I am in North Wales mate. The physio I have is a private one (i couldn’t wait 8 weeks for NHS)! She was the GB basketball team physio and came highly recommended. I may try codiene for pain relief cheers. Long term is a bit of a concern, over 40 now so i am guessing I won’t be 100% again. Cheers for the advice, much appreciated. 🙂Posted 3 years agoMoreCashThanDashSubscriber
Lots on here will dismiss acupuncture as quackery and not evidence based etc etc but…..
I’ve had acupuncture as part of more general physio work on my ITB, hip and back issues. It really worked – kind of like very specific sports massage on the trigger points. I hate needles but it was fine, slight prick as they went in, a big ouch as they wiggled the needle to hit the trigger point and then a lovely relaxing feeling as the effects kicked in.
2-3 sessions seemed to do the trick
My mum has also had acupuncture for migraines and it worked for her. Sod peer based review of double blind trials…..Posted 3 years agobigblackshedSubscriber
I’m currently in the same place Monkeyfeet.
I’ve had sciatica for ten years or so. At best it’s a dull ache in my arse cheek and hamstring. At worst I can’t move. I had a caudal epidural, saline, cortisone and steroid injection at the beginning of April, I was pain free for three weeks waiting for the physio. Now I’m back to where I was pre-epidural.
When I had the epidural the Doctor also did some acupuncture. It won’t do anything for the bulging disc, only manipulation or gaping exercises will allow it to move back to its correct position. But the acupuncture will help relax the muscles and relieve some pain. It’s not pleasant, but it’s not painful. Actually I found it relaxing because I could feel the difference almost immediately, except for the one position where he bent 2 needles putting them in. That was the trigger point which afterwards has given me the most relief.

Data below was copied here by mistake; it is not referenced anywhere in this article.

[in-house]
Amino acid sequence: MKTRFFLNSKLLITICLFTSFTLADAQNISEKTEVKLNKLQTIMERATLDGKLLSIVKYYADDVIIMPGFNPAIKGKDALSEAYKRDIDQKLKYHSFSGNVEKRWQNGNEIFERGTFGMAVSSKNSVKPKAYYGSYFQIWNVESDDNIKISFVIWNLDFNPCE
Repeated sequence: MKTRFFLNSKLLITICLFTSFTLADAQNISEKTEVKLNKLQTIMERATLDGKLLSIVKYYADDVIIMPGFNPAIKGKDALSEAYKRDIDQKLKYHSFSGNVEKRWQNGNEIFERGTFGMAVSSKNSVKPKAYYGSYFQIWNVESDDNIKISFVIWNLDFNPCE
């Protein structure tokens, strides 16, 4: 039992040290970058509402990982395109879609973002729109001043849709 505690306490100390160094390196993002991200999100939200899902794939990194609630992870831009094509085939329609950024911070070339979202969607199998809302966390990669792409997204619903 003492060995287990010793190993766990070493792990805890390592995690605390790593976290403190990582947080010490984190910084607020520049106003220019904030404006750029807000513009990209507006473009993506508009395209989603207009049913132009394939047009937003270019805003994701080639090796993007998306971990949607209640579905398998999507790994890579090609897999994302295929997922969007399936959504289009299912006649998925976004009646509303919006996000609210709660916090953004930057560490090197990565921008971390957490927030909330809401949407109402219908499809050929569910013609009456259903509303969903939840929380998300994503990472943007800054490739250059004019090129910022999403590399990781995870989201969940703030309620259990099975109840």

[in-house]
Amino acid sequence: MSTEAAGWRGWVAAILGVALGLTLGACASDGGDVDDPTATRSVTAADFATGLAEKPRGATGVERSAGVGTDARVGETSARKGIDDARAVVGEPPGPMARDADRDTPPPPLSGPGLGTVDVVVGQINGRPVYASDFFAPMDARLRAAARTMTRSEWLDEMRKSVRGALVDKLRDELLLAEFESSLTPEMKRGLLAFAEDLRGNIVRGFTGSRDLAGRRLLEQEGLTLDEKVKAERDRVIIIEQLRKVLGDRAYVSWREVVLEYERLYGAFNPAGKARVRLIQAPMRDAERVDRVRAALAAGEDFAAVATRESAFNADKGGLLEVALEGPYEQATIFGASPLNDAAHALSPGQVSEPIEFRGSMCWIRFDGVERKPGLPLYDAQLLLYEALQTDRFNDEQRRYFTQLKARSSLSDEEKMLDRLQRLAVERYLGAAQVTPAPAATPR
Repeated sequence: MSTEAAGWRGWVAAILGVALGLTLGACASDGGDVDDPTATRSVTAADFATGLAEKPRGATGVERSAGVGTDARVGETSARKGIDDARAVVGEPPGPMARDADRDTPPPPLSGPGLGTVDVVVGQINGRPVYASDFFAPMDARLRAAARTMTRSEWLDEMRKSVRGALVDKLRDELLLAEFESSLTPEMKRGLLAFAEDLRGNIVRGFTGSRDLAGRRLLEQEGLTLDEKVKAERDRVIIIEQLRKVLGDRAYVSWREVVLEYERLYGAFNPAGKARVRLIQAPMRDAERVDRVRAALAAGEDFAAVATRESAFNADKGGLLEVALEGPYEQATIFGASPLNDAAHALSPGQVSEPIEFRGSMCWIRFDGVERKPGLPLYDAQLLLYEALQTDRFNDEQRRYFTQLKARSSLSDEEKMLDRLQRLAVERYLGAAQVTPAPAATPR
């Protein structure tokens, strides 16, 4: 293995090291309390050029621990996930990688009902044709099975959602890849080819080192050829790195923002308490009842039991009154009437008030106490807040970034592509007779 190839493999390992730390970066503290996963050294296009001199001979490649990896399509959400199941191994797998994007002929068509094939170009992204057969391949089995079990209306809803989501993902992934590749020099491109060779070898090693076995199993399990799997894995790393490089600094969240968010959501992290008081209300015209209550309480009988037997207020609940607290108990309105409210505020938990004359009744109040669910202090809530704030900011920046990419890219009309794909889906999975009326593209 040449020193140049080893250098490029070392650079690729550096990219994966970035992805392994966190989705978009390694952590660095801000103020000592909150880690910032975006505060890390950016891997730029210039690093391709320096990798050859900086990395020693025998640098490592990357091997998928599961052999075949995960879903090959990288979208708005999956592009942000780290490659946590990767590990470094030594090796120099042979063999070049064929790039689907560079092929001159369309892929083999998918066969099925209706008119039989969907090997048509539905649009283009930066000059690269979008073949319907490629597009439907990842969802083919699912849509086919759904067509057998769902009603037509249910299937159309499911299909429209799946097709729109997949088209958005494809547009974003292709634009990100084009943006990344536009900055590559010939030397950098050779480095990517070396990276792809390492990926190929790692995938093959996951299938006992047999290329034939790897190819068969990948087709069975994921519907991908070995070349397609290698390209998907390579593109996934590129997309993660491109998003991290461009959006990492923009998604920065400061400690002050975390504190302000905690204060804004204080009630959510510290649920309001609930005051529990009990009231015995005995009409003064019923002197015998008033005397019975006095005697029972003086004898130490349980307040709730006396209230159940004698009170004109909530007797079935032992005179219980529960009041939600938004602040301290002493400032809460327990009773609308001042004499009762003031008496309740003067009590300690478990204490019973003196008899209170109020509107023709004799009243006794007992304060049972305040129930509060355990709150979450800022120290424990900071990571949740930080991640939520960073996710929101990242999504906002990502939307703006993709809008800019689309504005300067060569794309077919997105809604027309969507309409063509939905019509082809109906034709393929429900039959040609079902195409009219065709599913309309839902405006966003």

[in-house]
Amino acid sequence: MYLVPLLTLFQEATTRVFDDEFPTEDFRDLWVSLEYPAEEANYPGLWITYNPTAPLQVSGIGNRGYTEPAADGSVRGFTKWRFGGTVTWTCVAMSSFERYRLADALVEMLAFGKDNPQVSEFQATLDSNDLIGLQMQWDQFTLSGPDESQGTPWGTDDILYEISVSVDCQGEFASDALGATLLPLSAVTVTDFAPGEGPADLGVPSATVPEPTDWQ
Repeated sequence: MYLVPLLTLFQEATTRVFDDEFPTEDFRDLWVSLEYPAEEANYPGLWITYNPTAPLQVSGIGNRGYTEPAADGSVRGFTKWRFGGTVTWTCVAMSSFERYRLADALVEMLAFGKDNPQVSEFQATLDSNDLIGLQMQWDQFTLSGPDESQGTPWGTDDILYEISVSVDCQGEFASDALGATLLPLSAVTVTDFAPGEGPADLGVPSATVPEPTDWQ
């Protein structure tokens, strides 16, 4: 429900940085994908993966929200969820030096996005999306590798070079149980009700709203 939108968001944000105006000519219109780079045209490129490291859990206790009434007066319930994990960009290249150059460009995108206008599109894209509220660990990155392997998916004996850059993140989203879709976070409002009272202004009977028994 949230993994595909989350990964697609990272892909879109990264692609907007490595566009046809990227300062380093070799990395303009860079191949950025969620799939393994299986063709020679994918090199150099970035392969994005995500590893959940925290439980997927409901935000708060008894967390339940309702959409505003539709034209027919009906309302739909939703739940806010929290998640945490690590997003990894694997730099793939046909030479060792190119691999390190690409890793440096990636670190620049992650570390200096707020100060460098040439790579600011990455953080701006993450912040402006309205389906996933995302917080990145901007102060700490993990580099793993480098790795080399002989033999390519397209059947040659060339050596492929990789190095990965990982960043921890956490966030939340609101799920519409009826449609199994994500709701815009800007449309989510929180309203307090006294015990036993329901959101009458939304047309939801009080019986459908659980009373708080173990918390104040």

I’ve got a MRI next week as the physio treatments to help the disc bulge isn’t working. Either I have a massive bulge or the disc is bonded to the sciatic nerve with scar tissue. So it’s likely to be a nerve root block or an op to separate the scar tissue.
Acupuncture may help you with pain relief, a caudal epidural will certainly be a better option so that you can at least concentrate on some physio to correct you disc bulge. I’ll have a search to find someone suitable in Gogland. 😉Posted 3 years ago
Bigblackshed, blimey, you sound worse than me!!!! I really hope you get sorted mate. It is funny, the pain is quite remarkable. Like you say, at best a horrible dull ache but when it gets bad it makes me a grumpier so and so….Posted 3 years ago
I guess i should resign myself to the pain..igmSubscriber
Not what my physio reckons. For most cases at least, his view (yesterday and yes I’m a fellow sufferer) is that it isn’t permanent and it can be treated, but you have to work at it and not over do it. Keep mobile, do your stretches, don’t irritate it by over stretching, build your core strength and posture.Posted 3 years ago
My sports medicine doctor who did the epidural for me was of the same opinion, with the exception that steroid injections can help in the short to medium term.
There are some for whom operations are necessary, but do not assume pain forever.